PMMM looks to do the same thing with the magical girl genre. In shows of that type, typically some unremarkable girl has a trinket of some sort bestowed on her by a sparkly cat/puppy/squirrel/wolverine which then allows her to transform into a powerful crusader of justice who battles the monster of the week before squaring off the overarching menace.

PMMM takes the formula but turns the magical girl proposal into an overtly Faustian bargain: Kyubey, the show’s wonder-rodent of choice and indeterminate origin grants wishes, anything a young lady may desire, and in return, said lady must work as a magical girl fighting ‘witches’, physical manifestations of hopelessness and despair. For most of the show’s 12 episodes, Madoka, the titular character and protagonist, wrestles with the decision whether or not to take Kyubey up on his offer, despite his forceful encouragement and claims that she would be the most powerful magical girl ever.  For those characters that do decide to accept Kyubey’s offer, the gift turns to a monkey’s paw: Mami’s elation at the possibility of no longer being the lone  magical girl leads to overconfidence and death; Madoka’s friend Sayaka makes a wish to help the boy she loves, which brings her nothing but pain and hurt, and also death, turning her into a witch [the ultimate fate of all magical girls]; the antagonistic Homura reveals herself to be a time traveler who had her life saved when Madoka sacrificed her own, and has gone through hundreds of timelines to try and prevent the same outcome. And when Madoka finally makes her choice… well, I suppose I should leave you some mysteries.

The characters in the show are all wrestling with powerlessness and failure, despite the mighty abilities at their command. When Kyubey’s intentions are finally revealed, he turns out to be a member of an alien race looking to harvest emotional energy to restore balance to the universe and prevent entropy [shaky science here, but it’s still a rare hard-SF angle to the typically new agey approach these shows usually take] and what conduit can provide more emotional energy than adolescent girls?  They’re nothing but unchecked emotional energy. While not nearly as nihilistic in its storytelling as Eva gets, I was taken completely off guard by the weight of the story, by the loss the characters feel, the elements of horror that emerge during the witch battles [the animation style changes to a flat, stop-motiony style whenever a witch is around, and the ending credits are…off putting].

At 12 episodes, it’s a tightly wound narrative, nothing is wasted, it has none of the filler that tends to plague most anime shows. You could do worse than checking it out on Crackle.

And I’ve always been a sucker for a good J-Pop opening theme.

As for me and anime, I’m already three episodes into Attack on Titan. This could be a problem.

 

What’s Beef?: Summer Jam Edition

New York rap radio behemoth Hot97 held its annual Summer Jam concert in East Rutherford, NJ last night, featuring a bill of expected performers like Rick Ross and J-Cole, as well as up and comers like A$AP Rocky and Azealia Banks.

One person who did not appear was the advertised headliner Nicki Minaj.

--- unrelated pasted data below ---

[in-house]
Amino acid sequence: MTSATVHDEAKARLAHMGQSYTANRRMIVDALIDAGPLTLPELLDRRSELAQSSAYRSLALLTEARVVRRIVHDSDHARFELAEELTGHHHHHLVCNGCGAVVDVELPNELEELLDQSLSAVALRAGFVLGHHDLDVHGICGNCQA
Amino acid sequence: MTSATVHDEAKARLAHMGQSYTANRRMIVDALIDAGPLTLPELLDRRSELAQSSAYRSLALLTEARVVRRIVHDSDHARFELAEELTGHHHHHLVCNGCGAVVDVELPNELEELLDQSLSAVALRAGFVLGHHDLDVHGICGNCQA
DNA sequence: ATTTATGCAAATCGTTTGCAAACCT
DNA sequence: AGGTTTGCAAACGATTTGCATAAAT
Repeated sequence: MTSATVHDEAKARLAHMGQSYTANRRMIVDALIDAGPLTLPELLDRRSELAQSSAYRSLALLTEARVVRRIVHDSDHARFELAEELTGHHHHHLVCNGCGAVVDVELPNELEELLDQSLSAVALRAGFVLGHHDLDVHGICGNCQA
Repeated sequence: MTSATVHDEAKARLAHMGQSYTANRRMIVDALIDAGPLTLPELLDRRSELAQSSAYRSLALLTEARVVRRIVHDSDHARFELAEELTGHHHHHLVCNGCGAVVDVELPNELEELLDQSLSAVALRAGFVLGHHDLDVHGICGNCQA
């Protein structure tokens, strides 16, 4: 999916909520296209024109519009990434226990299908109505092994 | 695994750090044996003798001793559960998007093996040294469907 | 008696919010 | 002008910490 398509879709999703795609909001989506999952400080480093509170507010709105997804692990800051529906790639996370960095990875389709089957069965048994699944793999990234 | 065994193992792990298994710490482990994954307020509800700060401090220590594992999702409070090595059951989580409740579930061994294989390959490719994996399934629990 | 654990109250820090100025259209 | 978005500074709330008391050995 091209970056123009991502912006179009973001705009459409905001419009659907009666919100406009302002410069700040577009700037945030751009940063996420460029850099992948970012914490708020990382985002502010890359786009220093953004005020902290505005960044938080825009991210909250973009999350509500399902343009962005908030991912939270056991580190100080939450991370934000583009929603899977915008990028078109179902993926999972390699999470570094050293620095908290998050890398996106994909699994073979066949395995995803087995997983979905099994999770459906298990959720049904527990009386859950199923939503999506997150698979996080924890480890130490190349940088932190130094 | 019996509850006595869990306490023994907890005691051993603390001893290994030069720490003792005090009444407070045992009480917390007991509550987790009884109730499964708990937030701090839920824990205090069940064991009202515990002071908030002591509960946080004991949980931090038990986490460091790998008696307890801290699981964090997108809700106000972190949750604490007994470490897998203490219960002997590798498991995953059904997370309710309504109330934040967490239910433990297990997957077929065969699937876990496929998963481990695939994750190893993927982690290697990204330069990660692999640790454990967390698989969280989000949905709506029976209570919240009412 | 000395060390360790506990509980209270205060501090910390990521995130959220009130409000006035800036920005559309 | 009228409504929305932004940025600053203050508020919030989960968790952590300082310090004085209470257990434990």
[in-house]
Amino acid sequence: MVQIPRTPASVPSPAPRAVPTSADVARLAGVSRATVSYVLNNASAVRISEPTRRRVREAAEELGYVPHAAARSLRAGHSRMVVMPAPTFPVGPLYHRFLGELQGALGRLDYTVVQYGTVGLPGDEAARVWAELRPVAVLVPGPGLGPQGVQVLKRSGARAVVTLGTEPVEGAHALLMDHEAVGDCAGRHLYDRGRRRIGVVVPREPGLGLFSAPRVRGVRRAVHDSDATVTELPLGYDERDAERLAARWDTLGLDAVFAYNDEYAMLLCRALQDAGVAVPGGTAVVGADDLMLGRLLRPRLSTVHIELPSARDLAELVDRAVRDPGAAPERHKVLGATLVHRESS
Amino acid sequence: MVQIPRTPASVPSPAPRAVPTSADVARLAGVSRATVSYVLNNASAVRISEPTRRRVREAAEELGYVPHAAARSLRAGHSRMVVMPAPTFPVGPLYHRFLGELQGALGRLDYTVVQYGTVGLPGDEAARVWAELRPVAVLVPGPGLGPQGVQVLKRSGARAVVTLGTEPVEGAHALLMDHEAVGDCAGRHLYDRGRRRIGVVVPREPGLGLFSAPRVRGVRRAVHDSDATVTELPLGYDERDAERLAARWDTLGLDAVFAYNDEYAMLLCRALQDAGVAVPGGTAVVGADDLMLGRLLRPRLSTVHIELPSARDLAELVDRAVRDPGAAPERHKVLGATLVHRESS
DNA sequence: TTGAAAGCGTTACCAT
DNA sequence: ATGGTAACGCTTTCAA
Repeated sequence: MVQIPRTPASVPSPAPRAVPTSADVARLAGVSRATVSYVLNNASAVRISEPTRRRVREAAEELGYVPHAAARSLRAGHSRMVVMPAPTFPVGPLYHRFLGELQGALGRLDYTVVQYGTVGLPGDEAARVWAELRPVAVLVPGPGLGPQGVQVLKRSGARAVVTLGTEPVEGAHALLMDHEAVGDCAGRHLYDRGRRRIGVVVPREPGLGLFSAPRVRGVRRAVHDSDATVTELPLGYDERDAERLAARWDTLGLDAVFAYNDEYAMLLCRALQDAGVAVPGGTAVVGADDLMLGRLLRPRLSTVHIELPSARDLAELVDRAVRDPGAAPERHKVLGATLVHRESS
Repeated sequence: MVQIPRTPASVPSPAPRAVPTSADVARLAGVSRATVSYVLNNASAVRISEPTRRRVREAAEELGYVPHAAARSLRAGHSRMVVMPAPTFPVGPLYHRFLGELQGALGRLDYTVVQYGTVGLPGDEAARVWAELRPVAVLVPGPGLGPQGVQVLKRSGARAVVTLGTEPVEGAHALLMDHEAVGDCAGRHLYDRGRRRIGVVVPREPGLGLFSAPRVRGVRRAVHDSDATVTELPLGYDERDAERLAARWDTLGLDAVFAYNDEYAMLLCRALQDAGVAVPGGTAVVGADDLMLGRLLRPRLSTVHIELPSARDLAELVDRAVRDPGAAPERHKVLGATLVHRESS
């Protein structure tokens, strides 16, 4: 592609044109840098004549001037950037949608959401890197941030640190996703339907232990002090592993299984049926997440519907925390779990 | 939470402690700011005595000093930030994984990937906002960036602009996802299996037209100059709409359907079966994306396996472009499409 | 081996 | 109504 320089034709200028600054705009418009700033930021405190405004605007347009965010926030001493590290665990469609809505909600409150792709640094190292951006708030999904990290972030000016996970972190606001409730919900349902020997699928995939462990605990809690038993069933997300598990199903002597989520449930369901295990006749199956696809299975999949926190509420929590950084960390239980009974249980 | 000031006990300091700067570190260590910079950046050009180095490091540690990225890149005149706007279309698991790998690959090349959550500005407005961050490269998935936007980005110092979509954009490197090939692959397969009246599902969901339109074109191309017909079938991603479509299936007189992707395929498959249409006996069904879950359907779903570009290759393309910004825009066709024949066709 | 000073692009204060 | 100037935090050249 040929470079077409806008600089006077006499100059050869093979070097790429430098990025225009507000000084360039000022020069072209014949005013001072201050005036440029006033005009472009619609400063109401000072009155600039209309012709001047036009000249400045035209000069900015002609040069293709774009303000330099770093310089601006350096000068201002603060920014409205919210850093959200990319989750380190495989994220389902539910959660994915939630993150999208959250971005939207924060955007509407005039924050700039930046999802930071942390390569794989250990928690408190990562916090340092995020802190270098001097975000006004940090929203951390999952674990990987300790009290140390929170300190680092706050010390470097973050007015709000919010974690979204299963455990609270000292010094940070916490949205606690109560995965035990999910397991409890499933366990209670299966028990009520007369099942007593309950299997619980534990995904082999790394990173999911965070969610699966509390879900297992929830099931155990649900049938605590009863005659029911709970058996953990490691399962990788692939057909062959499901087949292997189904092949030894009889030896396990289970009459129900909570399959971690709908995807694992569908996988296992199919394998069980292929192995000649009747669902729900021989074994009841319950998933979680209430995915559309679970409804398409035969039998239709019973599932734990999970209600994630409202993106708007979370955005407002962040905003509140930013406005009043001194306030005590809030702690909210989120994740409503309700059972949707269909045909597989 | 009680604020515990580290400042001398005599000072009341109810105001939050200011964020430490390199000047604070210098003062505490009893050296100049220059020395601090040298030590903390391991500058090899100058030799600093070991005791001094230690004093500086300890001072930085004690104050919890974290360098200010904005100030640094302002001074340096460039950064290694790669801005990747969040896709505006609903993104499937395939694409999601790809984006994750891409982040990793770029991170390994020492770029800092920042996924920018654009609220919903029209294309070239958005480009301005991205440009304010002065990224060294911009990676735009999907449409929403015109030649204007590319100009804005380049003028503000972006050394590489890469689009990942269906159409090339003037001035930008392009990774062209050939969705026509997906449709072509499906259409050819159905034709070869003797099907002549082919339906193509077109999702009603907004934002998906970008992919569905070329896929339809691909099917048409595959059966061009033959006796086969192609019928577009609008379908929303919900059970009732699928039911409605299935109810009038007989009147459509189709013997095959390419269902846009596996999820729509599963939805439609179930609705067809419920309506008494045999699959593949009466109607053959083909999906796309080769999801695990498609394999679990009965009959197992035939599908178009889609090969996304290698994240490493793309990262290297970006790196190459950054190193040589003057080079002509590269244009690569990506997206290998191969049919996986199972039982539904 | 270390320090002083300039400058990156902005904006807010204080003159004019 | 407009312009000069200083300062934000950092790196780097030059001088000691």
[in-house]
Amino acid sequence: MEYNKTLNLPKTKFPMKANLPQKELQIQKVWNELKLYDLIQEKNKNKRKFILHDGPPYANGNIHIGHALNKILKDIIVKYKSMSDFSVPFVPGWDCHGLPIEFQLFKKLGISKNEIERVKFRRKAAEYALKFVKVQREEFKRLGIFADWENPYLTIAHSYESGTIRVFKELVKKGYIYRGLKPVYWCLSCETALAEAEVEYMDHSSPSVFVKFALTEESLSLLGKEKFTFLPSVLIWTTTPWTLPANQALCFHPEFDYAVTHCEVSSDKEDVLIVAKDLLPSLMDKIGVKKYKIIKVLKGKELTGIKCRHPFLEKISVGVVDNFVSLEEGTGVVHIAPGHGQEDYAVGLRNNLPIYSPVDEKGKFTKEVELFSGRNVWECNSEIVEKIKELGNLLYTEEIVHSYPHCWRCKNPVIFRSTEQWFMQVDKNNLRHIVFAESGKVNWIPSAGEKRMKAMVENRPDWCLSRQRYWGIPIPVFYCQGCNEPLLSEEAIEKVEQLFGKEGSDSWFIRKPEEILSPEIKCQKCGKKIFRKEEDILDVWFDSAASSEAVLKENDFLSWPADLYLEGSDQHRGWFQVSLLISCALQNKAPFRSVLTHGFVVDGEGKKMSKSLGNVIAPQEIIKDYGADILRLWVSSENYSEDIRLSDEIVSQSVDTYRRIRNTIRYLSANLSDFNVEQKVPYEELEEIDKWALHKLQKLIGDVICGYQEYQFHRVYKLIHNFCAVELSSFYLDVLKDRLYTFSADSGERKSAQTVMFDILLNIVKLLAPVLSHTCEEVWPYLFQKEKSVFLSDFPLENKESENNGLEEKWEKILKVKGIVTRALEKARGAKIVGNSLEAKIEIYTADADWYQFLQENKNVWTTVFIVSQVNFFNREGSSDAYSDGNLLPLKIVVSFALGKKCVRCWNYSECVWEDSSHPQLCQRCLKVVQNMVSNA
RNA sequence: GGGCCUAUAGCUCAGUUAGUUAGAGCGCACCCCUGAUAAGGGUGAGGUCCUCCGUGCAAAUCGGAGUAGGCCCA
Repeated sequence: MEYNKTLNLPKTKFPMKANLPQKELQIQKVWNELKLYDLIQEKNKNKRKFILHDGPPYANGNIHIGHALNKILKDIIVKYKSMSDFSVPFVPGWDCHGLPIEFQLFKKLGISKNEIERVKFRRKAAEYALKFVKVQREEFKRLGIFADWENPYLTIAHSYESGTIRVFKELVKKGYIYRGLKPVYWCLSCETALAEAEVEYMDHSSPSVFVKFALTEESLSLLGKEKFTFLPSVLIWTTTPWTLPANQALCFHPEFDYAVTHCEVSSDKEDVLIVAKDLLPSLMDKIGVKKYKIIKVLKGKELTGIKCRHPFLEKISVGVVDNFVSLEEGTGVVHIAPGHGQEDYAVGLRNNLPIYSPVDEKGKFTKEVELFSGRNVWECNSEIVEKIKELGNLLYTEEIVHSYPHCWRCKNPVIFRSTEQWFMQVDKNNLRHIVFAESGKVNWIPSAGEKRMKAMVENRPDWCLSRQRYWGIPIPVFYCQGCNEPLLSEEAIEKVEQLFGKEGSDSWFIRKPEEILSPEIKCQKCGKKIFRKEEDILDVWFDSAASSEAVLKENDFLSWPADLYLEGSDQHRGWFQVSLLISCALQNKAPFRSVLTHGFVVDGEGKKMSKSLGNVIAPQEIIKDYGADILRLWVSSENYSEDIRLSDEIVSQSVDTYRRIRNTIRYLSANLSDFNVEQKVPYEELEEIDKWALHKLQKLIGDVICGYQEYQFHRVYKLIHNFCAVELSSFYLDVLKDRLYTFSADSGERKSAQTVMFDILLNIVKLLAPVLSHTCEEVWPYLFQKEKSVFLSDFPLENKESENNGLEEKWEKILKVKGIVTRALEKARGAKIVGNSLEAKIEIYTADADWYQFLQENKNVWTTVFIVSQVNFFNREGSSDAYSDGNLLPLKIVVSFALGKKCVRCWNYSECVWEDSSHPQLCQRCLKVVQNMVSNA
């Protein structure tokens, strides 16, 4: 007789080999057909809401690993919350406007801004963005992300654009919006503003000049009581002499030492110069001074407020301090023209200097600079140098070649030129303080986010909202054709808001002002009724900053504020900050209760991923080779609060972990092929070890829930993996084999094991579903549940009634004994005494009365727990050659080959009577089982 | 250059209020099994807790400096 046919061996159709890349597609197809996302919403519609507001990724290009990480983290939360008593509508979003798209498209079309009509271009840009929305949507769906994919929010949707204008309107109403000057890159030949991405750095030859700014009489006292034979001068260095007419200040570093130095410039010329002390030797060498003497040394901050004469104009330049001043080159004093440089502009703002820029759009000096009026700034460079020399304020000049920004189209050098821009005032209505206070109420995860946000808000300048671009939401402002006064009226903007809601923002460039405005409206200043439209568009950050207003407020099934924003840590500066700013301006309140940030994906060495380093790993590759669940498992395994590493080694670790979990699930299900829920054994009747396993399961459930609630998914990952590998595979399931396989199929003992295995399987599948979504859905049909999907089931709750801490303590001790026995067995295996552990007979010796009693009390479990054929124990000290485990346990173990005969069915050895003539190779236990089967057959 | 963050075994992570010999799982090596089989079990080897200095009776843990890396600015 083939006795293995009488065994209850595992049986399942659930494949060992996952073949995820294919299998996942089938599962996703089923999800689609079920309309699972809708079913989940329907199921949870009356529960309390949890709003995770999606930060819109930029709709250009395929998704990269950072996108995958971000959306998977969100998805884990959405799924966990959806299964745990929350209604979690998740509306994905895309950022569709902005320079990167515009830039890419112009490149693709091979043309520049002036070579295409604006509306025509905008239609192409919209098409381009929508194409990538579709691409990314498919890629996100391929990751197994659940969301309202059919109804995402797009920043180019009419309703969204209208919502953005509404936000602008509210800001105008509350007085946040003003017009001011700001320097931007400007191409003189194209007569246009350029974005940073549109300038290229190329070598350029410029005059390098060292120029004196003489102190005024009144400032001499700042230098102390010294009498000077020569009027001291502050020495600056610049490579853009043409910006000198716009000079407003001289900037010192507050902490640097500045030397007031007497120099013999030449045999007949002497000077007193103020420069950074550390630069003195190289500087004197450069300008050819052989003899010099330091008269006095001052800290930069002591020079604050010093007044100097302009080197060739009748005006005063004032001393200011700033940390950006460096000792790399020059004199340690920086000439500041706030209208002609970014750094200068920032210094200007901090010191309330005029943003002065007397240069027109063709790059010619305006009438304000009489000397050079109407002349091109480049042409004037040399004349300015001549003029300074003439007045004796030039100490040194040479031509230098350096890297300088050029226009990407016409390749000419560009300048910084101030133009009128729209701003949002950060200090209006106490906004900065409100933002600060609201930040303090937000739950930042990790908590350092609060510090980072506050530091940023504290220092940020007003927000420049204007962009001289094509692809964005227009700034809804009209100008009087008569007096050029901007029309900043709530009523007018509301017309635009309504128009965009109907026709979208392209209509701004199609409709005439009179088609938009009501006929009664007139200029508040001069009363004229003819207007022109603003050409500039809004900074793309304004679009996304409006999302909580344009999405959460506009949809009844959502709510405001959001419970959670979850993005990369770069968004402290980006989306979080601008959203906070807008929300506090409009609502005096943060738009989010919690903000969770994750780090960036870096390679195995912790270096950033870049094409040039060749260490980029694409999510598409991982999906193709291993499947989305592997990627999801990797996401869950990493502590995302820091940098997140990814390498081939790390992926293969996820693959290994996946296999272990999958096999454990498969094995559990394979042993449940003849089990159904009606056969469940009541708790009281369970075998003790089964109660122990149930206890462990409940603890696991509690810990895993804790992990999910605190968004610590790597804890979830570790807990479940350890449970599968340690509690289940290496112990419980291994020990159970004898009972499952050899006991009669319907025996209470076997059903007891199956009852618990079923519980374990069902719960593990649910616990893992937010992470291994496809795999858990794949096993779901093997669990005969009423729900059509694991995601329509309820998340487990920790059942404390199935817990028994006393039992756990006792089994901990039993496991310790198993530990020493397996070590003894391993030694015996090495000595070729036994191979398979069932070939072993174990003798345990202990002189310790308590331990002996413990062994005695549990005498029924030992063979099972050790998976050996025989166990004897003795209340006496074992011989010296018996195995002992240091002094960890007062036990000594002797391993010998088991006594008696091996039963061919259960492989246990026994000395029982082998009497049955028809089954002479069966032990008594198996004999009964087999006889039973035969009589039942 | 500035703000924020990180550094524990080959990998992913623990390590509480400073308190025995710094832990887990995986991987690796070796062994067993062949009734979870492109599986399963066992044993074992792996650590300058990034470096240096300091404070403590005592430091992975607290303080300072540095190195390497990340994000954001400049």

It would seem that earlier in the day, Hot97 morning show host [and PFG hero] Peter Rosenberg took the side stage at the event to introduce Kendrick Lamar and plug a concert ticket giveaway. This is what he said:

So, people took to Twitter, it gets back to Nicki, it gets back to her label boss Lil Wayne, and then this happens.

Luckily, the show had unannounced appearances by Nas [who was going to perform with Nicki] and Lauryn Hill [who was going to perform with Nas] so the crowd didn’t wild out too badly and things didn’t end up going south.

I’ve been thinking about this all morning, and I kind of find it fascinating because it calls a bunch of things into question.

Judging from Rosenberg’s comments this morning, his criticism didn’t have much of anything to do with Nicki herself, but the creative direction she’s taken since she hit the major labels: the David Guetta guesting, Lil Kim-wig jacking space Barbie of Starships and Superbass instead of the lyrical beast that killed Hova and Kanye on Monster and held her own with Eminem. He’s entitled to that opinion, and there are probably a lot of people who were fans of Nicki from way back who wish she would get back to her roots. He’s allowed to not like her recent output, but the criticism that it’s ‘not hip-hop,’ is where things get troublesome. Yes, Starships is a dance track produced by the studio cabal that’s been making hits since the days of the Backstreet Boys. In clear ‘genre definition’ terms, it is not a rap song. But that doesn’t meant it’s not hip-hop. I, and other followers of the culture, put a lot of weight on the idea that hip-hop is first and foremost about being true not just to the realities of the streets, but to an artist’s own reality as well. Is Earl Sweatshirt not hip-hop? Is Cee-Lo? I’d say both are as hip-hop as you can get. If Nicki wants to get some of that Black Eyed Pea money, she can. It’s not rap, but that doesn’t mean it’s not hip-hop.

Still, while I disagree with the philosophy behind Rosenberg’s argument, he makes a valid point when he says if Nicki was that mad she should have just hit the stage and rapped her ass off. I’ll take it one further: to me, the real hip-hop thing to do would have been to just hit the stage and call Rosenberg a punk motherfucker, big herself up and be done with it. Hip-hop ain’t a game, but sometimes you have to play it like one.

Instead, she walked. After already being in the building. After already being paid. Scrolling through her Twitter, it seems she’s filing this under ‘R’ for ‘Respect.’ I mean, I can see that you don’t invite someone to your house only to shit on them, but let’s not pretend that Nicki was showing up out of the goodness of her heart. She got her money. You’re on top, people are going to take shots. You don’t make your fans eat it cause you got your feelings hurt. If Rosenberg’s comments are the worst thing anyone says about you this week, you are living a charmed life, my dear.

Conversely, Funkmaster Flex [never known for holding his tongue] took to the decks between performances and had some choice words of his own on the night’s events.